If the compiler complains that no overload matches and the two method signatures look identical, double check the constness of the object and the method. It is easy to forget a const somewhere.

"No matching template found for..." errors might be caused by a simple typo in a lambda. Be sure to check the first error message, which might be obscured by several lines of template errors! The first line is probably something simple.

not an lvalue typically means you tried to pass a function's return value to a function expecting ref, such as std.conv.parse. If you can change the function you are calling, making it auto ref might help. Otherwise, you can try a non-ref overload (for example, in the place of std.conv.parse), or put the return value in an intermediate:

	takes_ref(your_function()); // error, your_function is not an lvalue
	auto tmp = your_function(); // use an intermediate...
	takes_ref(tmp); // and now this works

If using a std.algorithm function and it complains about no matching template, you will want to check your lambda signature and custom range definitions. After writing a range, put static assert(isInputRange!YourType); under it. Also use static assert to check other features you intended to implement, like isForwardRange or hasLength. Now, the compiler will double-check this for you at the declaration point, making errors much easier to find.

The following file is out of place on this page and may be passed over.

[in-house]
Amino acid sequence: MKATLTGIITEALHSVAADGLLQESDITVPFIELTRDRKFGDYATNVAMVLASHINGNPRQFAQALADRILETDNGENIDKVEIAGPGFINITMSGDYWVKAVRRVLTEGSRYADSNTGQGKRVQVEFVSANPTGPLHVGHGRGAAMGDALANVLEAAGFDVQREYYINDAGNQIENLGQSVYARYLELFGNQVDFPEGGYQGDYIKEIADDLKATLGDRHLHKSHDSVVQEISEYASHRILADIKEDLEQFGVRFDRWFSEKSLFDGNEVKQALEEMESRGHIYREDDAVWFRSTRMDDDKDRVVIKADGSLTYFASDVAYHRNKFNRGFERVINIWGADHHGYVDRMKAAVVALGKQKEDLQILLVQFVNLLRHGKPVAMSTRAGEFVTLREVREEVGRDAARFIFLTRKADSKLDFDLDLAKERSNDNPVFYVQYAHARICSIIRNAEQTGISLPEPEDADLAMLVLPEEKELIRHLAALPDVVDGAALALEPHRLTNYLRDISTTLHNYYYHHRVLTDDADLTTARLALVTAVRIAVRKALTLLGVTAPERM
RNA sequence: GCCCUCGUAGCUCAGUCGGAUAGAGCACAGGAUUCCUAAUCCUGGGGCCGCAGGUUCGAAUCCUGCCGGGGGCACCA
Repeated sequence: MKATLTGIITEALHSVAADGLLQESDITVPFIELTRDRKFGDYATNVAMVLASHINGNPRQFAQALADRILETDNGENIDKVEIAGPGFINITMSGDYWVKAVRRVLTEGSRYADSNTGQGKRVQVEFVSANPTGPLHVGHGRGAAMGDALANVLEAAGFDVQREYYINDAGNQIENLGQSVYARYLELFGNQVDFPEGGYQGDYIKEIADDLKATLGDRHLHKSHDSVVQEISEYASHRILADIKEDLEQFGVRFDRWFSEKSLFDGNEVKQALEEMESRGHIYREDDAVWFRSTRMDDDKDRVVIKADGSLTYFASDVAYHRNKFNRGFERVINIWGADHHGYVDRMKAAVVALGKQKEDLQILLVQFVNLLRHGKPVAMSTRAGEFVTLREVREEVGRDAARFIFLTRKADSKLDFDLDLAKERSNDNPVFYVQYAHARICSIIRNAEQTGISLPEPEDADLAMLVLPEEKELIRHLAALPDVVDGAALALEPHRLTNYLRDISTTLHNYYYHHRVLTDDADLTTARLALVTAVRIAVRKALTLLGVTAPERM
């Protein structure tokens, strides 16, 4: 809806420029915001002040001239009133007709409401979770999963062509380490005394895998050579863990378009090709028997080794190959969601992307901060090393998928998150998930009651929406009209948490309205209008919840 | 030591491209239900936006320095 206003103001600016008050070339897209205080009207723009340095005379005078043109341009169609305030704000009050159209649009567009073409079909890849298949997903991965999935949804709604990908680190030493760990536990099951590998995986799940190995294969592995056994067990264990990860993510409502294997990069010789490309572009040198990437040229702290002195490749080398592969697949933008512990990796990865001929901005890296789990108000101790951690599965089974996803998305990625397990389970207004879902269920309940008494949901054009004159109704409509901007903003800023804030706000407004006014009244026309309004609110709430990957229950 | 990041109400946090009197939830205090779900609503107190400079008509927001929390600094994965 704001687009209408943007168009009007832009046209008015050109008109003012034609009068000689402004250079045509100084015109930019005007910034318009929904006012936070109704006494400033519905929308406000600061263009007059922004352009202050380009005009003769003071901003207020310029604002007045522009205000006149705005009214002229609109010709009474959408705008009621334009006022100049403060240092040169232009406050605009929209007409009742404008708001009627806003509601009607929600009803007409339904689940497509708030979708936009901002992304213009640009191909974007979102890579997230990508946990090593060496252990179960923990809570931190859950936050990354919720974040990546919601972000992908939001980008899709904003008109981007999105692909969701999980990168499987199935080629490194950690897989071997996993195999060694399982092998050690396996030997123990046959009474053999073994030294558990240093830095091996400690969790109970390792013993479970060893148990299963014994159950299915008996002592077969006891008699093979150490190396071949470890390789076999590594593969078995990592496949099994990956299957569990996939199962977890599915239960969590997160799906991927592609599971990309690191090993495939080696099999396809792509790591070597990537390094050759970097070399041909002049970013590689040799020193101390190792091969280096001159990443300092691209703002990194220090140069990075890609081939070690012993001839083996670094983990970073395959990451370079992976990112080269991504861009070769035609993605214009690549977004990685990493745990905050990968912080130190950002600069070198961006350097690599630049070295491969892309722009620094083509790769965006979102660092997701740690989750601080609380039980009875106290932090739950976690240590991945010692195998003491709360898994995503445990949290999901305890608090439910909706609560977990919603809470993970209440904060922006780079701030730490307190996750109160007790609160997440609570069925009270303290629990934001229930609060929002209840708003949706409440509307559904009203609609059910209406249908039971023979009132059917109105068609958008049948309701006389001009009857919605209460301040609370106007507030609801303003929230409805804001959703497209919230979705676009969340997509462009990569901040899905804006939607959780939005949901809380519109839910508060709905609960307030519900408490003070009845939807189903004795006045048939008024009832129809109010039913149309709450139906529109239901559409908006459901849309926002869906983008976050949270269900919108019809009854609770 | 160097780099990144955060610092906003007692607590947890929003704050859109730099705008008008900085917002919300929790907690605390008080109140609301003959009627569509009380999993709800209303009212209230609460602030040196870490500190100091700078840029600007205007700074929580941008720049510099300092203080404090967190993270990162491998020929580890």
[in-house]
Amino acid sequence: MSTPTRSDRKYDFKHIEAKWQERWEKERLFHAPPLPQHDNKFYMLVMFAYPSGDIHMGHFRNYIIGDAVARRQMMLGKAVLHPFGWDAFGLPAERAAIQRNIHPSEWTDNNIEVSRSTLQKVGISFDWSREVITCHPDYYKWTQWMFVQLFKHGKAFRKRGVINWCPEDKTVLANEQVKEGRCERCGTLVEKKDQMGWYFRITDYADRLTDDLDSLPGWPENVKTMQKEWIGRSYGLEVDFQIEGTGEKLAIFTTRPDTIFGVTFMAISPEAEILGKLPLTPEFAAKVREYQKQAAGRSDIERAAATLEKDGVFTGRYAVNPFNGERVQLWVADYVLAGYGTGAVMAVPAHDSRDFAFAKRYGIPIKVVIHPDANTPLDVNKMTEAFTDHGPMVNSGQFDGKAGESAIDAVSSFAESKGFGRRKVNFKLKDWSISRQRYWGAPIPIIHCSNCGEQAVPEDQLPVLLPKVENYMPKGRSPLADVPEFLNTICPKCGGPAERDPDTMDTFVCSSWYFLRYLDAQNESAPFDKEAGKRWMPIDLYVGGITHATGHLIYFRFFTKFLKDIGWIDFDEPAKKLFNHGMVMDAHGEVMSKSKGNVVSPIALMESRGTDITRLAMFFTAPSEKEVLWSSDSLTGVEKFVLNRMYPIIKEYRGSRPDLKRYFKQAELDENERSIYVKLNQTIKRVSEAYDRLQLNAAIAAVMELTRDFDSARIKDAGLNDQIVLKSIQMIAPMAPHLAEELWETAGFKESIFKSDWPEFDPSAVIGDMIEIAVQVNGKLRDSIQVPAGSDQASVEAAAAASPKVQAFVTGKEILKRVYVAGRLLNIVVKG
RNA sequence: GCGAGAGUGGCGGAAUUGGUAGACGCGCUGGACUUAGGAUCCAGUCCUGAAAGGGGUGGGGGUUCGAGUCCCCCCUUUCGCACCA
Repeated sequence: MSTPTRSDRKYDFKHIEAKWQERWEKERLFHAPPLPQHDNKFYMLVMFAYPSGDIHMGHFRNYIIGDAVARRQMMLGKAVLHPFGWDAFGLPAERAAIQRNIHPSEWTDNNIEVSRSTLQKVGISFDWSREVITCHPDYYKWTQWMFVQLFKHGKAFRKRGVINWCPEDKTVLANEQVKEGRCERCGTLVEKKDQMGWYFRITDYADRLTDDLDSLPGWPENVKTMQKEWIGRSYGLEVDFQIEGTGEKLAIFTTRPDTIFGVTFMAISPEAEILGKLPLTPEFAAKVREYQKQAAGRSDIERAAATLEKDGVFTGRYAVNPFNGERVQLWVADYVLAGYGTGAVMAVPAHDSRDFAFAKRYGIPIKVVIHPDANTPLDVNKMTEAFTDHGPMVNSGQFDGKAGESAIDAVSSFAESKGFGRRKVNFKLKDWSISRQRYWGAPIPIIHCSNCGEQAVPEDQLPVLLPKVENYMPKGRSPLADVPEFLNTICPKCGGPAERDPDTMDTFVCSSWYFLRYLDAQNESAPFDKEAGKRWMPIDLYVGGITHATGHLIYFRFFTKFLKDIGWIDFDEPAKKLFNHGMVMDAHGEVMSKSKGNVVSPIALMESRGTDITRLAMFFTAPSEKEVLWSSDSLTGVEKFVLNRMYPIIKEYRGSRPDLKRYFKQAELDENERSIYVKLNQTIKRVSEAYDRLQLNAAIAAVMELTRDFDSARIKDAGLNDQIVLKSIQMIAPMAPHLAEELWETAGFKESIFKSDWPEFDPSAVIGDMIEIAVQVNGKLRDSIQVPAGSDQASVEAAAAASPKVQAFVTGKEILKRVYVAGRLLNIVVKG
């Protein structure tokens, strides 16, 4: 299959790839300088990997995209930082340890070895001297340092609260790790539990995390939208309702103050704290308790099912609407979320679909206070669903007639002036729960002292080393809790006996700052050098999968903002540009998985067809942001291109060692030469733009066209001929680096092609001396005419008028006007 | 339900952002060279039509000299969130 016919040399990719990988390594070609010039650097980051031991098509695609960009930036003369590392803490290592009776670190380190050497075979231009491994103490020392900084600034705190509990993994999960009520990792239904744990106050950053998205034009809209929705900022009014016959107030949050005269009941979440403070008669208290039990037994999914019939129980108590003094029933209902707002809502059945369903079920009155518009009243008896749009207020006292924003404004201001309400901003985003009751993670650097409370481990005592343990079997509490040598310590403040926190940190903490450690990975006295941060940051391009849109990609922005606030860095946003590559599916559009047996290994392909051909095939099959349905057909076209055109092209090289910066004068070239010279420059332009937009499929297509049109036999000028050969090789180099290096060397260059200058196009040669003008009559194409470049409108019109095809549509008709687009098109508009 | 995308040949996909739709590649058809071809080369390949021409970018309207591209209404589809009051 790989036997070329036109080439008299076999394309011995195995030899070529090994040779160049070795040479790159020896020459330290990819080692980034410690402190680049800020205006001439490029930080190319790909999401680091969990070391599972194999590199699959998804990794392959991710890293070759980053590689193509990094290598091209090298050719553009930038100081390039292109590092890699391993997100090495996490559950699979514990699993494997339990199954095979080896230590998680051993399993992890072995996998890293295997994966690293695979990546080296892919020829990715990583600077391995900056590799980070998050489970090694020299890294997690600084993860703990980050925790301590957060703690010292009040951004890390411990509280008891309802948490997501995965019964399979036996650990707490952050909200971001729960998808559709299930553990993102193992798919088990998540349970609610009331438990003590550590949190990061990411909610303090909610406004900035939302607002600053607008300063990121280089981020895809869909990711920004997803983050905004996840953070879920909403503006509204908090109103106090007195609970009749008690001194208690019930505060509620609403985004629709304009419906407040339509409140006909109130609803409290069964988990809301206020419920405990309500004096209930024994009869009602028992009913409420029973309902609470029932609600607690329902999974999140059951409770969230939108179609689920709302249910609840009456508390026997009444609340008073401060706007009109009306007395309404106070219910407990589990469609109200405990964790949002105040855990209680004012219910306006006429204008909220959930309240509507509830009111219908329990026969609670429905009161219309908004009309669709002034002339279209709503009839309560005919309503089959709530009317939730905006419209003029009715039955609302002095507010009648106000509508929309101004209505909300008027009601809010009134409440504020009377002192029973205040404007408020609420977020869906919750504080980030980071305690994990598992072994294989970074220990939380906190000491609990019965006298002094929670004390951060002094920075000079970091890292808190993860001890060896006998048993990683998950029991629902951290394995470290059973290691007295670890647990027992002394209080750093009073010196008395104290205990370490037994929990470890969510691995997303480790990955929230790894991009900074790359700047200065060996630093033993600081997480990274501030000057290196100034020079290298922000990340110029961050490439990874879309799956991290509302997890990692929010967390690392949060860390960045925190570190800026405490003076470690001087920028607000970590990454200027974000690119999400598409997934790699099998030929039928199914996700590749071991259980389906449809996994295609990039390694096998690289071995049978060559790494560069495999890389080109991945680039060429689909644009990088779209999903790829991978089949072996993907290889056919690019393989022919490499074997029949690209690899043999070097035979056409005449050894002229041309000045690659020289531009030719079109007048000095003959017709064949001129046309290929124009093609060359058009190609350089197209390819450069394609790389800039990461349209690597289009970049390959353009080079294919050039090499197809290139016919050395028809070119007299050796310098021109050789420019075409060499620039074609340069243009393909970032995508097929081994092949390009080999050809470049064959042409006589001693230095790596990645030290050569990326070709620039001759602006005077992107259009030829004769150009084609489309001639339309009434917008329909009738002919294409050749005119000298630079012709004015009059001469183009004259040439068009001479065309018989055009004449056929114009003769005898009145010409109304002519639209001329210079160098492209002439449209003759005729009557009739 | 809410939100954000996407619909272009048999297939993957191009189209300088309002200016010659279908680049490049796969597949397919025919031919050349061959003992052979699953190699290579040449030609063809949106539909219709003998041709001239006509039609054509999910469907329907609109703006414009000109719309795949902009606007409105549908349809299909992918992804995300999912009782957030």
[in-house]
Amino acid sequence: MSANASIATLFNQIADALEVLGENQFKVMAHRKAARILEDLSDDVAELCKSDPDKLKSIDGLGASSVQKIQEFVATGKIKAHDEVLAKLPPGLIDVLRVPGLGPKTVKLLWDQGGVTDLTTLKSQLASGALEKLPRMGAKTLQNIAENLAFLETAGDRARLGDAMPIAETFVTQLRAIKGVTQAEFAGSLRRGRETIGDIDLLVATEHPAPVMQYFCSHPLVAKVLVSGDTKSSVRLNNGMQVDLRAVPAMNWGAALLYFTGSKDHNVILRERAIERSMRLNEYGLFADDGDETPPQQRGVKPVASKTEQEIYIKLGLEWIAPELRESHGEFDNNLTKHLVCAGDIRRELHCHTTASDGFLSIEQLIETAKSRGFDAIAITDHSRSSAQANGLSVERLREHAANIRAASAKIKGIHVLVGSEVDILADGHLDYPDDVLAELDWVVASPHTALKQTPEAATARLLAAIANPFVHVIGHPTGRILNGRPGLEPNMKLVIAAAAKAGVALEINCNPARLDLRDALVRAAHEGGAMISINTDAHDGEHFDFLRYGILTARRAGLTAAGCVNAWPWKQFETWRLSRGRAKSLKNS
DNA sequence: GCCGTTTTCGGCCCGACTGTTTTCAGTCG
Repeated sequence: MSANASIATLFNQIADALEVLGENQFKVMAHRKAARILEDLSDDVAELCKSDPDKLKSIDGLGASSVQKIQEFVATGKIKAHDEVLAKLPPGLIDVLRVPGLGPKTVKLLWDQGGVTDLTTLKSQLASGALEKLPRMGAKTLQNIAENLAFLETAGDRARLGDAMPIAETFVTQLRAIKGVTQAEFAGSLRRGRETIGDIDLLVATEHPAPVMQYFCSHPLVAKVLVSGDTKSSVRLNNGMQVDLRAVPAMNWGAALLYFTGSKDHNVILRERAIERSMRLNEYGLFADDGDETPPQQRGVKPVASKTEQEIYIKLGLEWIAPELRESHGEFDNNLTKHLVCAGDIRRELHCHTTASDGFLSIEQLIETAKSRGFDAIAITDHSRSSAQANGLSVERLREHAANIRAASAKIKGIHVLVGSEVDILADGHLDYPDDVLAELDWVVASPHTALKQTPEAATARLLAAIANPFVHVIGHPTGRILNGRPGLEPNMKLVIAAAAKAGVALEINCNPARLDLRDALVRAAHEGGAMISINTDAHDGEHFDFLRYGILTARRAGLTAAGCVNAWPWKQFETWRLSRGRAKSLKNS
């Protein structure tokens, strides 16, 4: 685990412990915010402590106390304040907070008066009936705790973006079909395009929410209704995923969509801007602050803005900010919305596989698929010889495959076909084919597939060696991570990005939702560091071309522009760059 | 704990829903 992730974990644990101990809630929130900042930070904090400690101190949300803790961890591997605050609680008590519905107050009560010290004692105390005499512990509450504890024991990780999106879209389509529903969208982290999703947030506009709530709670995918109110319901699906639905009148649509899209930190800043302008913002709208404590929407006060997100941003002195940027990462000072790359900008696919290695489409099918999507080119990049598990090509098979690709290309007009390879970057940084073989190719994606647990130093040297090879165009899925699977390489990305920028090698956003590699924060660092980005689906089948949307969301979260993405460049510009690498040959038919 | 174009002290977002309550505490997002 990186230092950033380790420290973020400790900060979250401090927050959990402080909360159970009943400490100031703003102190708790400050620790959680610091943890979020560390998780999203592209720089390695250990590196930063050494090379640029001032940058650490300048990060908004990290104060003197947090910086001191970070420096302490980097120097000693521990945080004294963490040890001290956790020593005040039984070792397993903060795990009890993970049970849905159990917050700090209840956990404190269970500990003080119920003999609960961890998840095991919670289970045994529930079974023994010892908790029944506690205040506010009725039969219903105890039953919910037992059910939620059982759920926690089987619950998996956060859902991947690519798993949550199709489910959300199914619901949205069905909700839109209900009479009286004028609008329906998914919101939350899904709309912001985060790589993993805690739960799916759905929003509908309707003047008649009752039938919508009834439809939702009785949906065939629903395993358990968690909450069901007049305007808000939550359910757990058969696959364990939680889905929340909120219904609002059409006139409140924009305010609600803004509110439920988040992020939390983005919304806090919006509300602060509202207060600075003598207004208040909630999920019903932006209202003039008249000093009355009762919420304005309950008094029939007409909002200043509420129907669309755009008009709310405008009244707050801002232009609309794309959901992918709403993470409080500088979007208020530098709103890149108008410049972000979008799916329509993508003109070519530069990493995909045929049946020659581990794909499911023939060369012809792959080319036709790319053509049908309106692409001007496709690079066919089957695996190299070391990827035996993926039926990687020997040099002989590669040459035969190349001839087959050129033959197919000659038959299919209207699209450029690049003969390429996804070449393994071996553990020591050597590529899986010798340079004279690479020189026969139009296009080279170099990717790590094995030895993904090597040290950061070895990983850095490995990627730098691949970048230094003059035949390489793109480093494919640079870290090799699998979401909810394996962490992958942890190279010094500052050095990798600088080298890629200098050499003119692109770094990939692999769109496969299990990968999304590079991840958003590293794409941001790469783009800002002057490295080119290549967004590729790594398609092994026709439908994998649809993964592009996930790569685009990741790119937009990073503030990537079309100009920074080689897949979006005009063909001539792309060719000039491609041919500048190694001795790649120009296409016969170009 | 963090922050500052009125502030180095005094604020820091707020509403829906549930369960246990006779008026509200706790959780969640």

Tip: also write unit tests for your templates, trying to instantiate them with various types of input. You don't even need to run the tests themselves, just make sure they compile to ensure your code doesn't blow up unexpectedly with different sets of arguments.

A mistake I make a lot is trying to call std.algorithm.sort with a lambda that returns an int, like cmp on strings. This won't work - the lambda needs to return bool instead. So try (a, b) => cmp(a,b) < 0 instead of cmp(a,b), for example. (This specific example is unnecessary by the way, as sort does that comparison by default with strings.)

The error given is just static assert, invalid predicate passed to sort, but the cause is often a wrong return value or something similar. Knowing this can save a lot of frustration in trying to figure it out.

Library writers, also try to make your code return helpful error messages. If you trigger a failing static assert, make sure the message includes why as best you can, perhaps even using reflection to dig into details. The time it takes for you to make these messages will be much appreciated by your users! A good error message at compile time can save hours of debugging.

Users, remember, imperfect error messages could be better... but if you get to know what they are really saying, the benefit is still pretty significant. When you see a confusing error message, take note of what cause it so if it happens again, you can handle it that much faster next time.

Finally, if you are writing a tutorial, don't neglect common errors the user might face while experimenting with your lessons! A student who can't read compile errors will have a hard time when they try branch out on their own.